"They're going to really have to rely on good scripts rather than making it some special effects extravaganza," Hamill said. "... he kind of got caught up in making it bigger and bigger and bigger and bigger until you're just exploding with special effects all over the screen like some fireworks display. And to me, I think it's more important to make the audience care about the characters. And I think with an hour script for TV, he might be able to reboot in a way that's positive."
When asked whether he would make an appearance in the new show he added:
"I don't think it's set in the time frame. I don't know what the time frame is. My guess would be, if Luke appears, they'd want him younger. [Laughs] So they'd get a different actor. I really don't know."
Way back in 2005, the BBC reported that Lucas will write and produce the first season and then "hand it off from there", while remaining executive producer and general overseer throughout the rest of the series. The style they are aiming for is apparently similar to Lucas’ Young Indiana Jones TV series.
There is no fixed release date for the show, but it's expected sometime in 2011 or 2012 (with the end of 2010 no longer a possibility). According to MTV, casting for the series is currently underway.
Let’s hope the new Star Wars TV series, the first Star Wars spin off featuring live actors, makes up for the sins of the George Lucas follow up movies. I can’t live with another Jar Jar Binks or a young Anakin Skywalker in a futuristic racing vehicle (with sequences that look surprisingly like Xbox or PS3 computer games!). The sacrifices George Lucas appears to have made for the sake of blatant merchandising are disturbing.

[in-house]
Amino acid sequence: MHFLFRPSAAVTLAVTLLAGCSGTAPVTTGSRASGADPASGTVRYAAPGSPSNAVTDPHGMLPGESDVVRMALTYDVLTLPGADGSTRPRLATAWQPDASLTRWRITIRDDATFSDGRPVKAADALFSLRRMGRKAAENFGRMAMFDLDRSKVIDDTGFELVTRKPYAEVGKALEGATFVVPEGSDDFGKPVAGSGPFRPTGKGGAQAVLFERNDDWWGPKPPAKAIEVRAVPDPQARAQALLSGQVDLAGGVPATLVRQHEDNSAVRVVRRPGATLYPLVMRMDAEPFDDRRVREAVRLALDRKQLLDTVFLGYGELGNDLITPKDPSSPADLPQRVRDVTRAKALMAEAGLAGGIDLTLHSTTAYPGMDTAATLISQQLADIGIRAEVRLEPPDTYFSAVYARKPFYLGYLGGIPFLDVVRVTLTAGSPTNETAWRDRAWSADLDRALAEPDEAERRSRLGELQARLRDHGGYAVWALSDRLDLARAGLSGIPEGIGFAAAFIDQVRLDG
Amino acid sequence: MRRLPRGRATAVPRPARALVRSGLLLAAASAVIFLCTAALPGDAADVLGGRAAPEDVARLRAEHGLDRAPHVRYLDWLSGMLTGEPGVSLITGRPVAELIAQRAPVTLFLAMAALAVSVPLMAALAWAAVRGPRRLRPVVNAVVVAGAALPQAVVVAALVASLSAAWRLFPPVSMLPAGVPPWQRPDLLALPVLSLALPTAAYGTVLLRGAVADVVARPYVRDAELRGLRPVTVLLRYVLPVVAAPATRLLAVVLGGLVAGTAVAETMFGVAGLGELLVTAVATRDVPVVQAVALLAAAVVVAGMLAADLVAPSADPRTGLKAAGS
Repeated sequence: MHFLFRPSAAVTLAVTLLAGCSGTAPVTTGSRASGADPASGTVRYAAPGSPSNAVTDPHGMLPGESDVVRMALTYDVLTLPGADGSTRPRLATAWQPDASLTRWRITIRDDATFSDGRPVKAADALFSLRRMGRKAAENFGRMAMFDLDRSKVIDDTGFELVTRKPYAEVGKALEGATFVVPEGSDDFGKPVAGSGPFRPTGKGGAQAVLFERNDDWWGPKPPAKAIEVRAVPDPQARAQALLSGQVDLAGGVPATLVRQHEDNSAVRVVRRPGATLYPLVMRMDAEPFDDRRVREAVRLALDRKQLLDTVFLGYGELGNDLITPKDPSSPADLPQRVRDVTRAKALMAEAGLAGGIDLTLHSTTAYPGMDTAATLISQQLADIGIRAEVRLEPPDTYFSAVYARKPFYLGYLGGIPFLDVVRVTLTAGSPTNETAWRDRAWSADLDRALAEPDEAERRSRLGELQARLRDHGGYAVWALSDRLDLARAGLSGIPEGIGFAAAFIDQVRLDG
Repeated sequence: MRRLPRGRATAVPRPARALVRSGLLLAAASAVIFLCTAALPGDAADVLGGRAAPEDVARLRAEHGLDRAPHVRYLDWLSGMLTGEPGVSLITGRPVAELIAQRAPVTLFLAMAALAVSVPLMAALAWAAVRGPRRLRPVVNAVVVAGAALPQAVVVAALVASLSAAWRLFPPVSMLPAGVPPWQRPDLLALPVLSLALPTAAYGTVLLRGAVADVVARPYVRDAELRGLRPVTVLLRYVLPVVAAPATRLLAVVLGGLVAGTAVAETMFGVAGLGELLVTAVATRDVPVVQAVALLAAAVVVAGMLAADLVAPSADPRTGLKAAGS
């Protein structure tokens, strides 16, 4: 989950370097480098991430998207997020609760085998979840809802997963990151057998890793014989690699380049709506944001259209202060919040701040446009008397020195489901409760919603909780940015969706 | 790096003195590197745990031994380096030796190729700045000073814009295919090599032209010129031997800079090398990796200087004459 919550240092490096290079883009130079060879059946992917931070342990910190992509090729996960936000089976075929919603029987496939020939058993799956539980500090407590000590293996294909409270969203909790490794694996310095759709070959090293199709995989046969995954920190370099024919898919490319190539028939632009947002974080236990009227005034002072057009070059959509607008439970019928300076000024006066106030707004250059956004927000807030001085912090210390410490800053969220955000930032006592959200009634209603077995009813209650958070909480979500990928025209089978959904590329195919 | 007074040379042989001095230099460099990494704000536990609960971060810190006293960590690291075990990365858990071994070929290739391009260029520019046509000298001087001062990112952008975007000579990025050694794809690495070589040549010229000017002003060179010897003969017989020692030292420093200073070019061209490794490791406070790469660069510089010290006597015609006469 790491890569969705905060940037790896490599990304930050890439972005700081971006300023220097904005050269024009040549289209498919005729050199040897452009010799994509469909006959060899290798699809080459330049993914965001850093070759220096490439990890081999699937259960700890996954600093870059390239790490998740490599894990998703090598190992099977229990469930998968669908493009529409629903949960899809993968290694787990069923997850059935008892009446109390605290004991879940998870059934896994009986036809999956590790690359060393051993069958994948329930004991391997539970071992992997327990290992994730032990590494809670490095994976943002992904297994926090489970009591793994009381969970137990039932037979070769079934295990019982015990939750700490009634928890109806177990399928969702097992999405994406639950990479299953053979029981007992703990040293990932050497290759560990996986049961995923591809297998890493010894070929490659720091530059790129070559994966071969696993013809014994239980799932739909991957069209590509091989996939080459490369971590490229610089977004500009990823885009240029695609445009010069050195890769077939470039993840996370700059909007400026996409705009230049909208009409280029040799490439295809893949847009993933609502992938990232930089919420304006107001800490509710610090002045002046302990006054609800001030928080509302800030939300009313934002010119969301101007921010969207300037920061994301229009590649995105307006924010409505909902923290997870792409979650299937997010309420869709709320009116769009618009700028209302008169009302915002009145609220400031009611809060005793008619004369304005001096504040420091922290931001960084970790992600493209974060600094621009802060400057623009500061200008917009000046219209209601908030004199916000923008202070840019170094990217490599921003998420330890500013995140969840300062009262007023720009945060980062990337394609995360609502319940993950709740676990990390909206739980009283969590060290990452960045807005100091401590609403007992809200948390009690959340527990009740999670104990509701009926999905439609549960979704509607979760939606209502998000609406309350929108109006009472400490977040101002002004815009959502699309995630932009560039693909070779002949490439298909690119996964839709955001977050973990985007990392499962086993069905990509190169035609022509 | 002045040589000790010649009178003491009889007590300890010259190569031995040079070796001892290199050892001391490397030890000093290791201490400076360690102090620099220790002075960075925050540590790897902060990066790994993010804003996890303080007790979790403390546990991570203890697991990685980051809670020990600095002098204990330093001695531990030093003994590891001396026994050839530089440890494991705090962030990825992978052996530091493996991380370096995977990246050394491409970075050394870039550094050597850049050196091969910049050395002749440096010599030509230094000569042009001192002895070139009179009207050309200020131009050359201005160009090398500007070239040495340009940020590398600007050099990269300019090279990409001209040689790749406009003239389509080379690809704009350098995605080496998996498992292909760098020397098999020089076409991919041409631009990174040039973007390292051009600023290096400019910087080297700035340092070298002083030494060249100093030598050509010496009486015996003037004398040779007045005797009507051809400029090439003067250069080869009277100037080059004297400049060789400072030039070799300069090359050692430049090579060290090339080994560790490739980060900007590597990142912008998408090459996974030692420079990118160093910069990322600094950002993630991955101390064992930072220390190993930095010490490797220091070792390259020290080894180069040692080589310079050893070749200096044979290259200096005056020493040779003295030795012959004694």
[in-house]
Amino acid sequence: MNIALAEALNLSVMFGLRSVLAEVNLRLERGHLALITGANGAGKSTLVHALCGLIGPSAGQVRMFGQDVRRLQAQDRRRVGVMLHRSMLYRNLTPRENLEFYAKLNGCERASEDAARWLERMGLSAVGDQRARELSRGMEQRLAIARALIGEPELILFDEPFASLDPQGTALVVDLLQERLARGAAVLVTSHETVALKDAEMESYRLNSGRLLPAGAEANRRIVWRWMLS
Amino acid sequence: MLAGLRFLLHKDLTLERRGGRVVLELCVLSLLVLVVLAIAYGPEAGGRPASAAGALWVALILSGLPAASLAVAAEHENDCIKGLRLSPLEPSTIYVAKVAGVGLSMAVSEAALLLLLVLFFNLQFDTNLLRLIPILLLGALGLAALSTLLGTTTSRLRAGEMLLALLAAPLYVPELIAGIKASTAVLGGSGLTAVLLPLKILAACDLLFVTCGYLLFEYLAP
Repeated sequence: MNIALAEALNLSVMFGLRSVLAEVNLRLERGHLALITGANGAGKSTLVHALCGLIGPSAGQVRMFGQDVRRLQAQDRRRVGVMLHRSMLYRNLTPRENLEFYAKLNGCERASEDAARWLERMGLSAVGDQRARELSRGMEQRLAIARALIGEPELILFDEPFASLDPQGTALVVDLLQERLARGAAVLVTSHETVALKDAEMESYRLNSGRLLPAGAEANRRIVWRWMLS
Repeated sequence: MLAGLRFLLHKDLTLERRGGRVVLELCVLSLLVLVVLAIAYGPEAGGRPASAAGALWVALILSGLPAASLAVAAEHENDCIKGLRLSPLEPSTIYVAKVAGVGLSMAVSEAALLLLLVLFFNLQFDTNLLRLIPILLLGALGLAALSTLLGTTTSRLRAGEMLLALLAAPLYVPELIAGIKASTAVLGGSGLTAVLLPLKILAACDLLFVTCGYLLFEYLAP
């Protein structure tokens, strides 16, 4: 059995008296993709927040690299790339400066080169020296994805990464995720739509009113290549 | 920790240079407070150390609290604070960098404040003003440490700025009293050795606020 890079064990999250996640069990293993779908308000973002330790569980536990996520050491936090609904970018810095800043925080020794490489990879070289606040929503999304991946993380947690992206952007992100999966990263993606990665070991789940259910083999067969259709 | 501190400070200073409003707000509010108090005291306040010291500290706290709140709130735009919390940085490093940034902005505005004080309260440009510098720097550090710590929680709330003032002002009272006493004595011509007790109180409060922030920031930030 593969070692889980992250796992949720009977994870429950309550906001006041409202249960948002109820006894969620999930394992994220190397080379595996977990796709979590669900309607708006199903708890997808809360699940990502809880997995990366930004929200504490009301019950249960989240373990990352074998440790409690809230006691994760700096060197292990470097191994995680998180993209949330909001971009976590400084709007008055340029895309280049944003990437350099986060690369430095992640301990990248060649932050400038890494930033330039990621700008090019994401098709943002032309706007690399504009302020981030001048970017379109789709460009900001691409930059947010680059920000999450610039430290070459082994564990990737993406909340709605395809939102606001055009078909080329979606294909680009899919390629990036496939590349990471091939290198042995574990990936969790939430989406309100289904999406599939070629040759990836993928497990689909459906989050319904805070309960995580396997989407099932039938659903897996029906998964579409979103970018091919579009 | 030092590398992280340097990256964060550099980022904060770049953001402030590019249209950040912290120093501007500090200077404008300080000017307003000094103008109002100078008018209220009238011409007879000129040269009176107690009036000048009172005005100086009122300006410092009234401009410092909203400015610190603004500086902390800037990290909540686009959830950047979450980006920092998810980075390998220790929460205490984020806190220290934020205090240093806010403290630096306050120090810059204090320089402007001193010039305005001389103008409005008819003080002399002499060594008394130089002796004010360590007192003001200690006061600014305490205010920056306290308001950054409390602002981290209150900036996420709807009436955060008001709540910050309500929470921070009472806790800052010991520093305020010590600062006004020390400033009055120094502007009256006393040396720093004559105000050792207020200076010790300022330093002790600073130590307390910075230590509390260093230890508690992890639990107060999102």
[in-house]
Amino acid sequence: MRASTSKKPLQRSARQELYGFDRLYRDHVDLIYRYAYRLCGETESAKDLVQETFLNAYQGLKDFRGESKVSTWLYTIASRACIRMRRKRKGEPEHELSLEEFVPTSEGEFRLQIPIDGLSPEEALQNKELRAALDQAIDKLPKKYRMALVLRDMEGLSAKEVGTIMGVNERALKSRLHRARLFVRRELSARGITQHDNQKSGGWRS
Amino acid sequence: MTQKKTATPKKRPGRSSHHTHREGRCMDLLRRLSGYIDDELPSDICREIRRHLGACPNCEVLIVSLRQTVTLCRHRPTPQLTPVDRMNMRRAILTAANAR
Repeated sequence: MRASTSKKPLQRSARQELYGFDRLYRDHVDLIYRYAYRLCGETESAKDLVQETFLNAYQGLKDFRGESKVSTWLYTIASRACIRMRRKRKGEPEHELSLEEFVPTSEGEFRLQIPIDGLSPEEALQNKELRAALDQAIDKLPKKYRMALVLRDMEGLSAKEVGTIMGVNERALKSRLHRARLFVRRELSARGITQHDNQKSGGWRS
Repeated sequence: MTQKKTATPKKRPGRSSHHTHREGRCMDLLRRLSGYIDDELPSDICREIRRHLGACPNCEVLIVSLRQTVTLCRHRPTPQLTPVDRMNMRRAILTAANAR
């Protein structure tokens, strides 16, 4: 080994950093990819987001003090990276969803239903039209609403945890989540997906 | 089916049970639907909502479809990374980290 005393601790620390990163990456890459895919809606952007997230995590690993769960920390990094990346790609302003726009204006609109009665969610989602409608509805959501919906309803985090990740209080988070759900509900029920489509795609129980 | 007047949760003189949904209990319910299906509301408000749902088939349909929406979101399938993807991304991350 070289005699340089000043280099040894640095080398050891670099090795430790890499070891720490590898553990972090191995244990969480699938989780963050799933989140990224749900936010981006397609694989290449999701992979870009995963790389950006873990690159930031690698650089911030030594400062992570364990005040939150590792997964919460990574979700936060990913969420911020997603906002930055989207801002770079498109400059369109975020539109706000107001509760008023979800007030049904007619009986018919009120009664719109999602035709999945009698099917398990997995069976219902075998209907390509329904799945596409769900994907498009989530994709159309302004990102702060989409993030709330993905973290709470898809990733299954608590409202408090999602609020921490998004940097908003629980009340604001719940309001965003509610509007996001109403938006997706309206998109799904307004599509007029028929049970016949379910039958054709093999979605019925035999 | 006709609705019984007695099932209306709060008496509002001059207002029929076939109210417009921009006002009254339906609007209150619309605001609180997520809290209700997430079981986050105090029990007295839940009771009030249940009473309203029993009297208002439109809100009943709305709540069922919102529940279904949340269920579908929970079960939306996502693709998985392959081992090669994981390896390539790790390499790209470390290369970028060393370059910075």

Interestingly, speaking of Jar Jar, I came across an old Los Angeles Times article recently that reported that even some of the Lucasfilm team who worked on Star Wars Episode I: The Phantom Menace had doubts about Jar Jar Binks and recognised he would alienate audiences. Phantom's visual effects supervisor Rob Coleman told a seminar that he brought his concerns to George Lucas, who told him that he had designed Jar Jar to appeal to small children. "I only had one audience member to please and that was George Lucas," Coleman said. "If he was happy with what we were doing with Jar Jar, then I was happy."
Apologies to fans of the last three Star Wars movies, but they just don’t do it for me at all. Even making allowances for being younger and more impressionable when I watched the originals, the contrast is too stark.Remember the love story between Anakin and Padme? It was a frightening thing. Please George, save me from the memories of that walking talking animated buffoon, the one and hopefully only Jar Jar Binks. Erase the nightmare. Let your live action Star Wars TV show be a compelling new chapter in a series that has lost its way but deserves to rise from the ashes.